Tuesday, March 11, 2008



Republicans Set Deadline For Governor's Ousting: 'I've Asked Him To Resign'

NEW YORK (CBS) ― If Gov. Eliot Spitzer opts to roll the dice and not resign, state Republican leadership will force him to go all-in and call for his impeachment from office, according to a state Assemblyman, who admitted he asked the governor to step down.

Sources told CBS 2 HD shortly after it was reported that the Democratic governor was linked to a prostitution ring that he would likely hand in his resignation, which could happen within the next 36 hours.

One way or another, the clock is ticking on Spitzer's next move.

A throng of media members camped outside Spitzer's Upper East Side apartment on 5th Avenue between 79th and 80th streets Tuesday morning should any new developments break. It's believed Spitzer was holed up inside receiving counsel from advisors and weighing the possibility of resigning.

Many seem to agree that will happen sooner than later.

State Assembly Minority Leader James Tedisco (R-Schenectady) told CBS 2 HD that he spoke with Lt. Governor Paterson Monday evening and that the two discussed Paterson taking on a new role of leadership, leading Tedisco to believe that action was "forthcoming."

Tedisco said if Spitzer does not resign according to a 48-hour deadline that's been imposed, state Republican leadership will call for impeachment proceedings to begin.

"I've asked him to resign," Tedisco said. "We'll give him 24 to 48 hours. I think that's plenty of time."

Spitzer, though, was clearly taking the time to examine his legal options. A spokesman said the governor had retained the Manhattan law firm of Paul, Weiss, Rifkind Wharton & Garrison, one of the nation's most prominent.

The news of Spitzer's alleged transgression set off one of the largest scandals in modern New York state political history.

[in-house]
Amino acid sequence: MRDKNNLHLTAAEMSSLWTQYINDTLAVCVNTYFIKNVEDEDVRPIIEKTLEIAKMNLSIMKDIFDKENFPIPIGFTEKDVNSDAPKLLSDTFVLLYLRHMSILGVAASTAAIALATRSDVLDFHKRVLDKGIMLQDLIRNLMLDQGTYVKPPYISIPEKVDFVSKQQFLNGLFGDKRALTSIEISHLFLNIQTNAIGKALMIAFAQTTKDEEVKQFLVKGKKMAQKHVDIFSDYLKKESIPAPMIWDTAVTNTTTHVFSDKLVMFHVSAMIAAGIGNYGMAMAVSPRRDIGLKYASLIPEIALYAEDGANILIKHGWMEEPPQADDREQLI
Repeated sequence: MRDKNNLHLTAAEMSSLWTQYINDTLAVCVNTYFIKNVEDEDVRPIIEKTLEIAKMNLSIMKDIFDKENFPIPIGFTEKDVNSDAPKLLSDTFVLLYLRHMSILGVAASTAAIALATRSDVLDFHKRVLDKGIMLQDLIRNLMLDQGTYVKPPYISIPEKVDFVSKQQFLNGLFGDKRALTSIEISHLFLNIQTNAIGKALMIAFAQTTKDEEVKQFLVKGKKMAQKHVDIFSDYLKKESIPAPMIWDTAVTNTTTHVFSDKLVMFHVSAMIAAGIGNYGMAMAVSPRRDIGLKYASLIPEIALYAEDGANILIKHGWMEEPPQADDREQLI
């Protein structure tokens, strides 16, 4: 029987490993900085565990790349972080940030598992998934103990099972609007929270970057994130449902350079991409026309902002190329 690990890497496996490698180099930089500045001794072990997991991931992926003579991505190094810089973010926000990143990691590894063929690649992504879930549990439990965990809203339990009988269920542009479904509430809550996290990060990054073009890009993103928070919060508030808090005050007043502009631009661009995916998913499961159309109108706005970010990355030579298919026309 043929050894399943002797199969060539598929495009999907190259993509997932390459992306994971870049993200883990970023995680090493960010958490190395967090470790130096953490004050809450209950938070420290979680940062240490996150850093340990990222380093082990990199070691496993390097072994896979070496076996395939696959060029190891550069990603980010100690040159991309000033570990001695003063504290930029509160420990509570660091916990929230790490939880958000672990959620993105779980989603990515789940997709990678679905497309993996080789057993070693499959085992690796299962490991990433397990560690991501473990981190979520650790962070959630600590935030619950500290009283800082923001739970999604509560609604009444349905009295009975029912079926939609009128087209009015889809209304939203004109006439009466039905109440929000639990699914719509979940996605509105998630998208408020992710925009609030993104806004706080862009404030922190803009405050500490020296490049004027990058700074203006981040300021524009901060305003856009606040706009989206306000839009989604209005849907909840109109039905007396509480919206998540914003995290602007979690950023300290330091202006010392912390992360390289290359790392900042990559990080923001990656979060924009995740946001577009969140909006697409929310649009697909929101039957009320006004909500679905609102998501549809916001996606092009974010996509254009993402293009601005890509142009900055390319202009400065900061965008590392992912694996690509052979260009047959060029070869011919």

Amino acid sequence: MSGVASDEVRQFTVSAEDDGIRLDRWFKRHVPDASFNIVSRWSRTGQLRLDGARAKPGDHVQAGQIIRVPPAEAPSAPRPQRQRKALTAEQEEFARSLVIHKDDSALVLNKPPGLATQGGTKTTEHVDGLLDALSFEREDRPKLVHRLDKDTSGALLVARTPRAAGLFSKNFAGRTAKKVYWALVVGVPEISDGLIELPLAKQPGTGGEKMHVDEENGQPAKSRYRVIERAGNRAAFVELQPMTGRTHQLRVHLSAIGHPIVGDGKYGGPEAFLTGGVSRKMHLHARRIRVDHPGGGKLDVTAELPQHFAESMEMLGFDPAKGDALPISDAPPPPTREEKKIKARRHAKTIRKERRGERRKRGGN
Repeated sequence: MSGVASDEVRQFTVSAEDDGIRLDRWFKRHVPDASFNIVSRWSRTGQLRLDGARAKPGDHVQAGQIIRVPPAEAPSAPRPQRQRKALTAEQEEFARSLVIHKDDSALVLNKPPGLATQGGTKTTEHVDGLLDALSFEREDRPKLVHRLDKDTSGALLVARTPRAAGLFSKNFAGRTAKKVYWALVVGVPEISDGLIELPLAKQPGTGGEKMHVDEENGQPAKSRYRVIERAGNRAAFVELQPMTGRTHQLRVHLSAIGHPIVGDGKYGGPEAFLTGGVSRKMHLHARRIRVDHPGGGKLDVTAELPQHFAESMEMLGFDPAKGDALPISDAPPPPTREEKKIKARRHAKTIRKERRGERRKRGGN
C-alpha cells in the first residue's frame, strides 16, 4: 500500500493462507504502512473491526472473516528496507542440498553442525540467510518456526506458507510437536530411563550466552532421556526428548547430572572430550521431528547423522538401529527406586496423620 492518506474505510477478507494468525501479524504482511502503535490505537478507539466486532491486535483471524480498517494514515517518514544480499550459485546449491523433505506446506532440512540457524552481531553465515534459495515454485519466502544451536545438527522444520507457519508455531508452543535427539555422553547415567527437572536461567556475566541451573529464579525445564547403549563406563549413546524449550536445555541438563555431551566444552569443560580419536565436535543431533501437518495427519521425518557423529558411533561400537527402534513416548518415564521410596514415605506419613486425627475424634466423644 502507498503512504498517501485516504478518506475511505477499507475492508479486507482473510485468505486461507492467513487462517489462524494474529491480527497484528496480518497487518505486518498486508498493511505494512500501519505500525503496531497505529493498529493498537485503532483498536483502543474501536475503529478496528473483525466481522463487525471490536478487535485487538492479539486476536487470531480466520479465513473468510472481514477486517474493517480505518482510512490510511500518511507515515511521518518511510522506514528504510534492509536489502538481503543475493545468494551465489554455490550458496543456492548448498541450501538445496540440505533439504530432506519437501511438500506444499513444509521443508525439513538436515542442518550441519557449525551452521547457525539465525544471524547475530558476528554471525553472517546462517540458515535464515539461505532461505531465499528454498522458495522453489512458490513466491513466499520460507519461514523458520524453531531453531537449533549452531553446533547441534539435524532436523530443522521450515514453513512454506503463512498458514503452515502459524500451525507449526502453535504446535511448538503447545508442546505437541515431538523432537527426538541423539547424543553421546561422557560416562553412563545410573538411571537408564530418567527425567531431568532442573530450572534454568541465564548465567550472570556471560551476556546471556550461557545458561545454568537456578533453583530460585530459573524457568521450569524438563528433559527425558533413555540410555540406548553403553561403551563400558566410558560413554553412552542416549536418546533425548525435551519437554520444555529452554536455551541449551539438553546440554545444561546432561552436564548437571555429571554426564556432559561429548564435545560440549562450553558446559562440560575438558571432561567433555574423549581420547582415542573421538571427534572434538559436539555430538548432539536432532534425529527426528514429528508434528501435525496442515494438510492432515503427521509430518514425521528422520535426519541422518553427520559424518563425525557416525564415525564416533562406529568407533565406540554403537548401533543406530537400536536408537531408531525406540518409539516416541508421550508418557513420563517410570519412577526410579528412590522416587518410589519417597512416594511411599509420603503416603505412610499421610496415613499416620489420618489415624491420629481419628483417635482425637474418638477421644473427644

During a news conference Monday afternoon, Spitzer, 48, apologized to his family and the public, but did not go as far as to explain why.

"I have acted in a way that violates my obligations to my family and violates my, or any, sense of right and wrong," he said in a brief statement. "I have disappointed and failed to live up to the standard I expected of myself.

"I must now dedicate some time to regain the trust of my family," he said alongside his wife, Silda Wall Spitzer, who was visibly upset as he spoke.

The couple has three teenage daughters together.

The announcement not only shook up New York's political infrastructure, but political pundits who took to heart Spitzer's promise that he'd keep corruption and scandal out of Albany were stunned to learn of the news.

"Eliot Spitzer was supposed to be the guy that refurbished the Democratic party and cleaned up Albany, so this is much more shocking than it would be for any other incumbent," political consultant Norman Adler told CBS 2 HD.

"I'm sure that more champagne is being filled in Albany today than in the last five years," he added.

Despite the expectations of a resignation, some experts say Spitzer should take the time to weigh his options before stepping down.

"This is one of the most intelligent, brightest elected officials in the region. You don't change governors of New York lightly, and I think it would be a mistake to act precipitously," political consultant Joseph Mercurio told CBS 2 HD.

"I think first things first, he has to resolve his relationship with his wife. He has to look to his rabbi and make personal decisions first," Mercurio said. "It's really initially up to him before the rest of us react."

According to law enforcement officials, Spitzer first came under suspicion because of cash payments from several bank accounts to an account operated by the call girl ring, Emperor's Club VIP. Four organizers of the agency were arrested last week.

The governor was always the target of the investigation and was tracked using court-ordered wiretaps that appear to have recorded his arranging for a prostitute named "Kristen" to meet him at the Mayflower Hotel in Washington, D.C. the day before Valentine's Day.

Spitzer allegedly paid for the call girl to take a train from New York to Washington, a move that opened the transaction up to federal prosecution because she crossed state lines. The governor hasn't been charged with any crime, but experts say his legal problems may have less to do with prostitution and more to do with his attempt to conceal the purpose and source of the cash payments.

That could amount to a crime called "structuring," which carries a penalty of up to five years in prison.

In the meantime, aides to Paterson were feverishly working to shore up support and preparing lawmakers for a changeover. Paterson, a Brooklyn native who is legally blind, would become the state's first black governor.

Paterson is said to be more liberal than Spitzer and he's taken the administration lead on issues like stem cell research and increasing the role of minority and women owned businesses in the state. Sphere: Related Content

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